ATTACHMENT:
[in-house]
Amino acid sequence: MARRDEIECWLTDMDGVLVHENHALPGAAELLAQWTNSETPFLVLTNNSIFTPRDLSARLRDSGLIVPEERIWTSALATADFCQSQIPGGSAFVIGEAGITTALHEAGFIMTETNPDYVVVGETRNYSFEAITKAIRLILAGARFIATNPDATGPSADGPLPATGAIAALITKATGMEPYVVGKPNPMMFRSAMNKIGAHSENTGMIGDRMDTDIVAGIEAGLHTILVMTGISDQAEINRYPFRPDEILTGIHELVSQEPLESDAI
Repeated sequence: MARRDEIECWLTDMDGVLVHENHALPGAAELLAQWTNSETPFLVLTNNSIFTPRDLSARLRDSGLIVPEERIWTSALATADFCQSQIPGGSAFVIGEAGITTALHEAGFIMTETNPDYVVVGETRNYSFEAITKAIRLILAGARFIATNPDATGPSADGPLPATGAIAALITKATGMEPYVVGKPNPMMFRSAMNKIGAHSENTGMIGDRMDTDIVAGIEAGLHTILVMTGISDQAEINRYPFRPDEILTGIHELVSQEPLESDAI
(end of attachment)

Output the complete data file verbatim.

[in-house]
Amino acid sequence: MARRDEIECWLTDMDGVLVHENHALPGAAELLAQWTNSETPFLVLTNNSIFTPRDLSARLRDSGLIVPEERIWTSALATADFCQSQIPGGSAFVIGEAGITTALHEAGFIMTETNPDYVVVGETRNYSFEAITKAIRLILAGARFIATNPDATGPSADGPLPATGAIAALITKATGMEPYVVGKPNPMMFRSAMNKIGAHSENTGMIGDRMDTDIVAGIEAGLHTILVMTGISDQAEINRYPFRPDEILTGIHELVSQEPLESDAI
Repeated sequence: MARRDEIECWLTDMDGVLVHENHALPGAAELLAQWTNSETPFLVLTNNSIFTPRDLSARLRDSGLIVPEERIWTSALATADFCQSQIPGGSAFVIGEAGITTALHEAGFIMTETNPDYVVVGETRNYSFEAITKAIRLILAGARFIATNPDATGPSADGPLPATGAIAALITKATGMEPYVVGKPNPMMFRSAMNKIGAHSENTGMIGDRMDTDIVAGIEAGLHTILVMTGISDQAEINRYPFRPDEILTGIHELVSQEPLESDAI